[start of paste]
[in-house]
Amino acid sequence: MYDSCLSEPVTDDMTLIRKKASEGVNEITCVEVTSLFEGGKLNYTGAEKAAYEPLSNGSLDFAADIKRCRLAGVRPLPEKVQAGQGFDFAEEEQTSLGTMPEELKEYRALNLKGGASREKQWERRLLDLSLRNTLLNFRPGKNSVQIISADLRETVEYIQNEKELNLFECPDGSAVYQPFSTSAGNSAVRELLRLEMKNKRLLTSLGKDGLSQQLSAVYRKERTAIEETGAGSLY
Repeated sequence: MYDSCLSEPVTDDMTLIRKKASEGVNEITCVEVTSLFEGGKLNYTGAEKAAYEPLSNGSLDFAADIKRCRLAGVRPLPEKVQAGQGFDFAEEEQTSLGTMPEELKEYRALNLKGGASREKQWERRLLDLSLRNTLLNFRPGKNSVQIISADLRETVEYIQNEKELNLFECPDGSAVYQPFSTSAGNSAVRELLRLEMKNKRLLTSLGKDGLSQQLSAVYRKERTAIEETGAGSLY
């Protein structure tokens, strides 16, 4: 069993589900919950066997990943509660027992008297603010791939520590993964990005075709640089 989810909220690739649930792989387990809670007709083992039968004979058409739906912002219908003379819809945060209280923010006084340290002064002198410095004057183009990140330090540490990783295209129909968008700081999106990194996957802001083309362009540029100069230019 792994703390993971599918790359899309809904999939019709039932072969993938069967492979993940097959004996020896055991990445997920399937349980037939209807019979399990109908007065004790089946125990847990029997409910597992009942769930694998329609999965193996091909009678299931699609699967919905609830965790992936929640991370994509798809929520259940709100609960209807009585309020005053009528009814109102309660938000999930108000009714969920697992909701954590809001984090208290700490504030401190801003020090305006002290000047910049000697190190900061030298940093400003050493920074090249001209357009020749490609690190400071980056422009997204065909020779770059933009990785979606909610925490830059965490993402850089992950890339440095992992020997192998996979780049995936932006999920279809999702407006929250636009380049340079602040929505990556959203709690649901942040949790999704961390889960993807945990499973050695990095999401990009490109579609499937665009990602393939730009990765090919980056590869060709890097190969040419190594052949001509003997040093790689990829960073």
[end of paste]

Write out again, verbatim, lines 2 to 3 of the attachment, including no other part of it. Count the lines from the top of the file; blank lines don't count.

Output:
Amino acid sequence: MYDSCLSEPVTDDMTLIRKKASEGVNEITCVEVTSLFEGGKLNYTGAEKAAYEPLSNGSLDFAADIKRCRLAGVRPLPEKVQAGQGFDFAEEEQTSLGTMPEELKEYRALNLKGGASREKQWERRLLDLSLRNTLLNFRPGKNSVQIISADLRETVEYIQNEKELNLFECPDGSAVYQPFSTSAGNSAVRELLRLEMKNKRLLTSLGKDGLSQQLSAVYRKERTAIEETGAGSLY
Repeated sequence: MYDSCLSEPVTDDMTLIRKKASEGVNEITCVEVTSLFEGGKLNYTGAEKAAYEPLSNGSLDFAADIKRCRLAGVRPLPEKVQAGQGFDFAEEEQTSLGTMPEELKEYRALNLKGGASREKQWERRLLDLSLRNTLLNFRPGKNSVQIISADLRETVEYIQNEKELNLFECPDGSAVYQPFSTSAGNSAVRELLRLEMKNKRLLTSLGKDGLSQQLSAVYRKERTAIEETGAGSLY